Like Castillo, Thurston comes to Bowling Green from upstate New York to join the Hot Rods staff. He will count 2010 as his third season with the Rays, originally joining the club in 2008 with Princeton. A graduate of the University of Northern Colorado, he interned with the Cleveland Indians medical staff in 2007. A native of Greeley, Colorado, he has a dual degree in dietetics and sports exercise science.
The other three members of the 2009 Field Staff have been reassigned within the Rays' organization. Quatraro is now a Roving Hitting Coordinator. Torres will work with young players as a coach for the Rays' Gulf Coast League affiliate. Medina returns to his Rays' roots with Princeton.
- From the team press release.
Interesting... I thought maybe they'd promote R.C. Lichtenstein to Charlotte to continue working with Matt Moore and Nick Barnese(like they did with Lichtenstein and Wade Davis/Jake McGee). It's not like he's not getting any big prospects though, with Kyle Lobstein, Alex Colome, and possibly Jason McEachern coming to Bowling Green.ReplyDelete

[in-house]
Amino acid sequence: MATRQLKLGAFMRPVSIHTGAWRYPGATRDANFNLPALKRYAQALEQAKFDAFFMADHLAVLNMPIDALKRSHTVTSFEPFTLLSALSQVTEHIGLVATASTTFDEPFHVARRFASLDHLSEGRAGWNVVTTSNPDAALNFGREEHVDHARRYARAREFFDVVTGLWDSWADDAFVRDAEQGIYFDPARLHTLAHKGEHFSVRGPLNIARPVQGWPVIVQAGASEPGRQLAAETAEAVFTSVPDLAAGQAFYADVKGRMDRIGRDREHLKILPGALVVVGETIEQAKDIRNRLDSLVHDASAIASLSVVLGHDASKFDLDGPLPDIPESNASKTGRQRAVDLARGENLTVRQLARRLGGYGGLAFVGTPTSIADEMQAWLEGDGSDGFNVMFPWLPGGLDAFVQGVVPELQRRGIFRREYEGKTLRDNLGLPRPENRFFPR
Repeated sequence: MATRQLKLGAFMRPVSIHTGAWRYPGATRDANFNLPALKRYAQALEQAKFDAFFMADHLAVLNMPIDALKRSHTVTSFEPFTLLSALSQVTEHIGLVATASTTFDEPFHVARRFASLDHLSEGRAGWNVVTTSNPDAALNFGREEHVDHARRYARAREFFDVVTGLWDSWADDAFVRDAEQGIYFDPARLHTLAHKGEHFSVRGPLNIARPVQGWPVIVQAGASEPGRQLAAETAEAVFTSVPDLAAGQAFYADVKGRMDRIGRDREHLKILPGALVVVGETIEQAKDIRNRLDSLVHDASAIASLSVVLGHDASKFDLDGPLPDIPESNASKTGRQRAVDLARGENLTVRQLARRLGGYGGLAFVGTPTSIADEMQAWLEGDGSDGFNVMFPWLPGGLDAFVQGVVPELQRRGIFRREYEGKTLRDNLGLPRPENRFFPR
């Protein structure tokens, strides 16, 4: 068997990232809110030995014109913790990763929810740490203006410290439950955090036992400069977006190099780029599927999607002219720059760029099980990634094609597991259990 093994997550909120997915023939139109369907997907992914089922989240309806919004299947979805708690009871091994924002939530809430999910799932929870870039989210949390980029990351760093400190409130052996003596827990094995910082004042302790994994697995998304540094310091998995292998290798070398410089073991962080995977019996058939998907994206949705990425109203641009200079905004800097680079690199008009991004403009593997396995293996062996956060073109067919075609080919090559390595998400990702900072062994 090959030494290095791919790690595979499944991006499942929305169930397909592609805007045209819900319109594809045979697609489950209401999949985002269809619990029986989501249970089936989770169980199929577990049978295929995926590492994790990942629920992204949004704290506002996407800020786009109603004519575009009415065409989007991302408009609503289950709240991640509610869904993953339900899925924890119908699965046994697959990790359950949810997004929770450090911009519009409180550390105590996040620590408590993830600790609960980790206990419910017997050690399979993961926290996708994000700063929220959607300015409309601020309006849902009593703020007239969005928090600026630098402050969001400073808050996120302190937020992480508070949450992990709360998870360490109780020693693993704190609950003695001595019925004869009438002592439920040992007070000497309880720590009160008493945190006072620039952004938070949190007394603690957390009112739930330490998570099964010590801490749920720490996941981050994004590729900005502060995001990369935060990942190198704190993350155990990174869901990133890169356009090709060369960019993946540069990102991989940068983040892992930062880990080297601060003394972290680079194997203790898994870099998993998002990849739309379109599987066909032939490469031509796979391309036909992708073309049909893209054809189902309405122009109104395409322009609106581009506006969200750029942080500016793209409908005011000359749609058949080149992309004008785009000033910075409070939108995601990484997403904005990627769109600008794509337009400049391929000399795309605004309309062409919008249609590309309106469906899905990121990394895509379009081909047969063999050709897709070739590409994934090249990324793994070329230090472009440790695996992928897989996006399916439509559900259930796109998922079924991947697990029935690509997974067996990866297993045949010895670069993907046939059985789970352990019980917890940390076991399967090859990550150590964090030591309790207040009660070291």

I wonder if Brady Williams will slow the running game down some this season. Hudson Valley led the NYP(by a lot) in SBs and CS.
I thought the same on Lichtenstein.ReplyDelete
I hope Williams continues the running game. There was very little of that last year in B.G.ReplyDelete
Some Renegades fans weren't to happy about the amount of running last season. We'll see.ReplyDelete
Brady Williams is an aggressive manager who allows/encourages his players to develop. If you want to develop speed you have to turn it loose to a certain extent. He allowed them to steal second and third. While he tried to win, he seemed to balance that nicely with development. I think that may have led in part to his promotion. He seems to be a players manager. Firm in his expectations, even keil, yet aggressive to allow them to fully develop their skills. Obviously, the aggressiveness will lead to some mistakes but that is what the minor leagues ought to be for in my opinion. I think the Bowling Green fans will appreciate the aggressive style.ReplyDelete
I was one of the Renegades fans who did not appreciate Brady's overly aggressive baserunning last year. We gave away so many games, because of attempted base stealing. Many times, our 'Gades didn't stand a chance of safely stealing- yet, they were forced to run. This was extremely frustrating. I hope he tones it down this year at Bowling Green.ReplyDelete